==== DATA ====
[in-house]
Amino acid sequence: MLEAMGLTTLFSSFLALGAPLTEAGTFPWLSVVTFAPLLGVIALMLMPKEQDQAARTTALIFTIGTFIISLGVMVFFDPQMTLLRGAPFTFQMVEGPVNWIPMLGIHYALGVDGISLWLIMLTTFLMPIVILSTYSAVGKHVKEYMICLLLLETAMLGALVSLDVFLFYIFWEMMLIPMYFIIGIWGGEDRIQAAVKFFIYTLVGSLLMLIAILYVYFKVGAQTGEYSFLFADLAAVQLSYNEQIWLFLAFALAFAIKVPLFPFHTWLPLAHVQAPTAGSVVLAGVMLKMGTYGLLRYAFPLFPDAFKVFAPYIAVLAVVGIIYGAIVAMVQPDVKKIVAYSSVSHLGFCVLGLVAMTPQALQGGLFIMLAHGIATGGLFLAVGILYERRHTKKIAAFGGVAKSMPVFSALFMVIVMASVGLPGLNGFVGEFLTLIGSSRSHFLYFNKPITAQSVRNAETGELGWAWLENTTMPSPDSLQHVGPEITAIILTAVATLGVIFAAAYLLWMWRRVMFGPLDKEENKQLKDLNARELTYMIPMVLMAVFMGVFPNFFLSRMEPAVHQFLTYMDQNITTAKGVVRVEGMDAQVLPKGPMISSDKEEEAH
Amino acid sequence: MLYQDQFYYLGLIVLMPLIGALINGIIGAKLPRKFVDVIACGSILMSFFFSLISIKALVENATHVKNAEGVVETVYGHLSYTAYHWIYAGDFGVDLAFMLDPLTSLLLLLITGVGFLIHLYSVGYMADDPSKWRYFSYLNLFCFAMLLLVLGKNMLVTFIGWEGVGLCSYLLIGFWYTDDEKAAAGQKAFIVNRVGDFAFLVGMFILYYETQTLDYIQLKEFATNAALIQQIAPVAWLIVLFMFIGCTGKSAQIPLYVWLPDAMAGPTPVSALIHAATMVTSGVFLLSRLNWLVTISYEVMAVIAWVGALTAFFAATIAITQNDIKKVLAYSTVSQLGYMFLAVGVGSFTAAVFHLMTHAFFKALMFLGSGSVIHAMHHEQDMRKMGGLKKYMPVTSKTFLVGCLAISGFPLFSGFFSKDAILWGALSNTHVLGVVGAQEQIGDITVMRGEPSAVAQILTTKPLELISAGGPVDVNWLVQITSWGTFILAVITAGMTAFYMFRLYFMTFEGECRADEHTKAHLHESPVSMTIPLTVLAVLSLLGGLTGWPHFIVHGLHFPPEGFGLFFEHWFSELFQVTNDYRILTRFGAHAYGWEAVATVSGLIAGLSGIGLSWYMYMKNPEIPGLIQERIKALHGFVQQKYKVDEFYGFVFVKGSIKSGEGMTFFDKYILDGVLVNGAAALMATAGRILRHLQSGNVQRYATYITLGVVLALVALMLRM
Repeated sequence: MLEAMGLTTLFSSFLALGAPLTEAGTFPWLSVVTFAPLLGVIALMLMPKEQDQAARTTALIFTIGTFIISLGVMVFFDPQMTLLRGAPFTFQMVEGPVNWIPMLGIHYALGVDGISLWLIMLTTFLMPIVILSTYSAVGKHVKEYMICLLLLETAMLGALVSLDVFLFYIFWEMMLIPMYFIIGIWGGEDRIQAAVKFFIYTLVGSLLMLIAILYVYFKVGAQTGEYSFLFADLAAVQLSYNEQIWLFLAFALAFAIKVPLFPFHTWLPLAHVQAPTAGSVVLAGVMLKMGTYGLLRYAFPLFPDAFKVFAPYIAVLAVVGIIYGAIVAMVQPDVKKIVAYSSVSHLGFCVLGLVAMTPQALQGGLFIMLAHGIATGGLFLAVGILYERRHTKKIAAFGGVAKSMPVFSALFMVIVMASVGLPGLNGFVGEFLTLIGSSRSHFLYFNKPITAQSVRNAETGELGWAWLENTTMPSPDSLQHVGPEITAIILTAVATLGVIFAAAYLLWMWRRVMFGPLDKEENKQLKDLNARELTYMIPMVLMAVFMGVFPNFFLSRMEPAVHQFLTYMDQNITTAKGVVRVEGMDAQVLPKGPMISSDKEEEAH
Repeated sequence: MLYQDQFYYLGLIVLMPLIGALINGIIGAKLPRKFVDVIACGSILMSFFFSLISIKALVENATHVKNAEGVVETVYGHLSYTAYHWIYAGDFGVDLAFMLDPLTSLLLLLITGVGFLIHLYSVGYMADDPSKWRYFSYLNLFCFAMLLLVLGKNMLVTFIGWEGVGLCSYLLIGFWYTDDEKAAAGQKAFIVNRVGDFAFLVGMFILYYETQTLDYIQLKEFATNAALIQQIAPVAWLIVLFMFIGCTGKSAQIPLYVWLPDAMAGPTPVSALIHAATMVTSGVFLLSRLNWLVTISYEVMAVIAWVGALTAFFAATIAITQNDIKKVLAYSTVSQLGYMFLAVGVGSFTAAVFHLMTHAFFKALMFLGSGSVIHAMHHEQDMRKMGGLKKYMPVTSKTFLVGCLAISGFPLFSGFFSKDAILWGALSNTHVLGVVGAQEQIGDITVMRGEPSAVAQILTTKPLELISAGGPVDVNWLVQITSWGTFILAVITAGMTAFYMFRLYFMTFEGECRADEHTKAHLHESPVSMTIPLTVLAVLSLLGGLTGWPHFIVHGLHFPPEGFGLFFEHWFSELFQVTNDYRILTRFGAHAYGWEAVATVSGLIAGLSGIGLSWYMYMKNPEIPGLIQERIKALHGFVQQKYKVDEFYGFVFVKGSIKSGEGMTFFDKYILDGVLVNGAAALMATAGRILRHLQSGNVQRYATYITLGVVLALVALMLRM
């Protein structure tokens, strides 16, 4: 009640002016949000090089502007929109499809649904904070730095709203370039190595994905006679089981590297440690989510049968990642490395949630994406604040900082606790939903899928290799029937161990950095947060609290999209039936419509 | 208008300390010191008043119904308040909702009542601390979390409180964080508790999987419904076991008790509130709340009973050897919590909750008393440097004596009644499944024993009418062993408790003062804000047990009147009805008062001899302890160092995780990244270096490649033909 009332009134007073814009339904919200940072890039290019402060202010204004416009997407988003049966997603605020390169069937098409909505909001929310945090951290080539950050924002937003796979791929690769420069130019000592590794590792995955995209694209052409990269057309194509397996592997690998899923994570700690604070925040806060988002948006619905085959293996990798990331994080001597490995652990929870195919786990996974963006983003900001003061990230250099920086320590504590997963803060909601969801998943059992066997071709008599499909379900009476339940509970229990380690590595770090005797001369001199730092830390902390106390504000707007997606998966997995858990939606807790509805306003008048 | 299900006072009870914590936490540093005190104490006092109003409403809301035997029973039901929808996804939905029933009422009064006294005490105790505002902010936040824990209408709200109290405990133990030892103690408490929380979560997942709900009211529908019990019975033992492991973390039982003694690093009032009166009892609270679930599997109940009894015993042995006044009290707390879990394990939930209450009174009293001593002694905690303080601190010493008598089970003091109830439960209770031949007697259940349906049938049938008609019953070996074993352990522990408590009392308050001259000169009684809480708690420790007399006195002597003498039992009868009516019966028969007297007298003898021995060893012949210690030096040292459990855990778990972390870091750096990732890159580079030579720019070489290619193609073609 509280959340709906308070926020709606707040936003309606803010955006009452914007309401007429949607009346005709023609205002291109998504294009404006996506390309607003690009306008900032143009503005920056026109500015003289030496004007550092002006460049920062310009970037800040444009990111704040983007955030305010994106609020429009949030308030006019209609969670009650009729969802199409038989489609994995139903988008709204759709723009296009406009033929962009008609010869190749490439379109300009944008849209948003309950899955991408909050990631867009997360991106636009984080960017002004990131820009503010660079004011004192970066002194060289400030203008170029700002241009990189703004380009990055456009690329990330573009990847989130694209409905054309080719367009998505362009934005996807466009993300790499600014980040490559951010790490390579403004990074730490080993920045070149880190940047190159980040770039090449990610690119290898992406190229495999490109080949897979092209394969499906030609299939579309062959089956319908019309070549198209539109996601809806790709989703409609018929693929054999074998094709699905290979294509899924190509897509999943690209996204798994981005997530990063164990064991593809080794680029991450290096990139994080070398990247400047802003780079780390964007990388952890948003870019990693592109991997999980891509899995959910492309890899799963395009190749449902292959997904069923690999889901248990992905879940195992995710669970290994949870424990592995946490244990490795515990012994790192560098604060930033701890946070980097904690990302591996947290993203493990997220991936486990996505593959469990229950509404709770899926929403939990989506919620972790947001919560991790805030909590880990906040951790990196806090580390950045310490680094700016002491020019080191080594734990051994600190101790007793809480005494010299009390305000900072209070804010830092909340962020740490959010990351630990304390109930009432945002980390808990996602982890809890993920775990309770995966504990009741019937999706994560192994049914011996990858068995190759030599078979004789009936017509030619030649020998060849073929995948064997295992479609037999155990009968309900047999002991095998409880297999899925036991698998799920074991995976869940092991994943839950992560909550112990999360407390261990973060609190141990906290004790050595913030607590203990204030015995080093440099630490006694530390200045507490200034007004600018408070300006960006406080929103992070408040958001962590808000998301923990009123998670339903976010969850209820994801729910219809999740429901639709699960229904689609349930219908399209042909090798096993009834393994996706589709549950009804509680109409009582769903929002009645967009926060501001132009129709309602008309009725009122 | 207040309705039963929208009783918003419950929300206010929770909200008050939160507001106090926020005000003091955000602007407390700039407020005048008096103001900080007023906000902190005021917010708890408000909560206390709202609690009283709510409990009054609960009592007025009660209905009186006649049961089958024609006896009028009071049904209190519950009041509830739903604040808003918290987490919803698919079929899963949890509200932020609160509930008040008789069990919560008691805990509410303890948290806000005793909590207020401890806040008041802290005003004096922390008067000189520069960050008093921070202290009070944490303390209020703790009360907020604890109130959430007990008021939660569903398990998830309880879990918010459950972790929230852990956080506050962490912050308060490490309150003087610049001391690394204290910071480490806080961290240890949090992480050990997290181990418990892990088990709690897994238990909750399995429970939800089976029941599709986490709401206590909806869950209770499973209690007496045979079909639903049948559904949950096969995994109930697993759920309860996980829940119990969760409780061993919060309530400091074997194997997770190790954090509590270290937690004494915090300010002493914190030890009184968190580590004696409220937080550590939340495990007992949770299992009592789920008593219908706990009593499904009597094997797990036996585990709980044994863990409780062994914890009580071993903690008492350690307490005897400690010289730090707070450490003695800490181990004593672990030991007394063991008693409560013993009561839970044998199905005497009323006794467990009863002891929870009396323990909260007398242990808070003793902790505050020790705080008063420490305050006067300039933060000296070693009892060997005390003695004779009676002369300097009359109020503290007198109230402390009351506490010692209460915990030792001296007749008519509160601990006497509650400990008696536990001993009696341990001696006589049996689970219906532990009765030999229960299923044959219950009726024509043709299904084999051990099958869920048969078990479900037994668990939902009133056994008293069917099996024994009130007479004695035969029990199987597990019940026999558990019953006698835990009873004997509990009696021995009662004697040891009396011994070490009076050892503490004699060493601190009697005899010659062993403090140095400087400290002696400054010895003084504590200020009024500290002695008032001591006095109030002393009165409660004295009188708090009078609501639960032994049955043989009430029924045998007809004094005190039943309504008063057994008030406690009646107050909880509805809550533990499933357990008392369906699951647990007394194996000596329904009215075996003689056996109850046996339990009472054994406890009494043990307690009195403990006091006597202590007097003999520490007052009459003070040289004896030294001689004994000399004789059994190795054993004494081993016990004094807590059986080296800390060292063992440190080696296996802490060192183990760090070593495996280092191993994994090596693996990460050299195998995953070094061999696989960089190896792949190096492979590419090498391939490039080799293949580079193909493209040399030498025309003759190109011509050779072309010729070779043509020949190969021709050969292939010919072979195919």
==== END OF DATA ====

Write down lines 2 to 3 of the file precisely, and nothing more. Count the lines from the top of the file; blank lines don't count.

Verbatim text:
Amino acid sequence: MLEAMGLTTLFSSFLALGAPLTEAGTFPWLSVVTFAPLLGVIALMLMPKEQDQAARTTALIFTIGTFIISLGVMVFFDPQMTLLRGAPFTFQMVEGPVNWIPMLGIHYALGVDGISLWLIMLTTFLMPIVILSTYSAVGKHVKEYMICLLLLETAMLGALVSLDVFLFYIFWEMMLIPMYFIIGIWGGEDRIQAAVKFFIYTLVGSLLMLIAILYVYFKVGAQTGEYSFLFADLAAVQLSYNEQIWLFLAFALAFAIKVPLFPFHTWLPLAHVQAPTAGSVVLAGVMLKMGTYGLLRYAFPLFPDAFKVFAPYIAVLAVVGIIYGAIVAMVQPDVKKIVAYSSVSHLGFCVLGLVAMTPQALQGGLFIMLAHGIATGGLFLAVGILYERRHTKKIAAFGGVAKSMPVFSALFMVIVMASVGLPGLNGFVGEFLTLIGSSRSHFLYFNKPITAQSVRNAETGELGWAWLENTTMPSPDSLQHVGPEITAIILTAVATLGVIFAAAYLLWMWRRVMFGPLDKEENKQLKDLNARELTYMIPMVLMAVFMGVFPNFFLSRMEPAVHQFLTYMDQNITTAKGVVRVEGMDAQVLPKGPMISSDKEEEAH
Amino acid sequence: MLYQDQFYYLGLIVLMPLIGALINGIIGAKLPRKFVDVIACGSILMSFFFSLISIKALVENATHVKNAEGVVETVYGHLSYTAYHWIYAGDFGVDLAFMLDPLTSLLLLLITGVGFLIHLYSVGYMADDPSKWRYFSYLNLFCFAMLLLVLGKNMLVTFIGWEGVGLCSYLLIGFWYTDDEKAAAGQKAFIVNRVGDFAFLVGMFILYYETQTLDYIQLKEFATNAALIQQIAPVAWLIVLFMFIGCTGKSAQIPLYVWLPDAMAGPTPVSALIHAATMVTSGVFLLSRLNWLVTISYEVMAVIAWVGALTAFFAATIAITQNDIKKVLAYSTVSQLGYMFLAVGVGSFTAAVFHLMTHAFFKALMFLGSGSVIHAMHHEQDMRKMGGLKKYMPVTSKTFLVGCLAISGFPLFSGFFSKDAILWGALSNTHVLGVVGAQEQIGDITVMRGEPSAVAQILTTKPLELISAGGPVDVNWLVQITSWGTFILAVITAGMTAFYMFRLYFMTFEGECRADEHTKAHLHESPVSMTIPLTVLAVLSLLGGLTGWPHFIVHGLHFPPEGFGLFFEHWFSELFQVTNDYRILTRFGAHAYGWEAVATVSGLIAGLSGIGLSWYMYMKNPEIPGLIQERIKALHGFVQQKYKVDEFYGFVFVKGSIKSGEGMTFFDKYILDGVLVNGAAALMATAGRILRHLQSGNVQRYATYITLGVVLALVALMLRM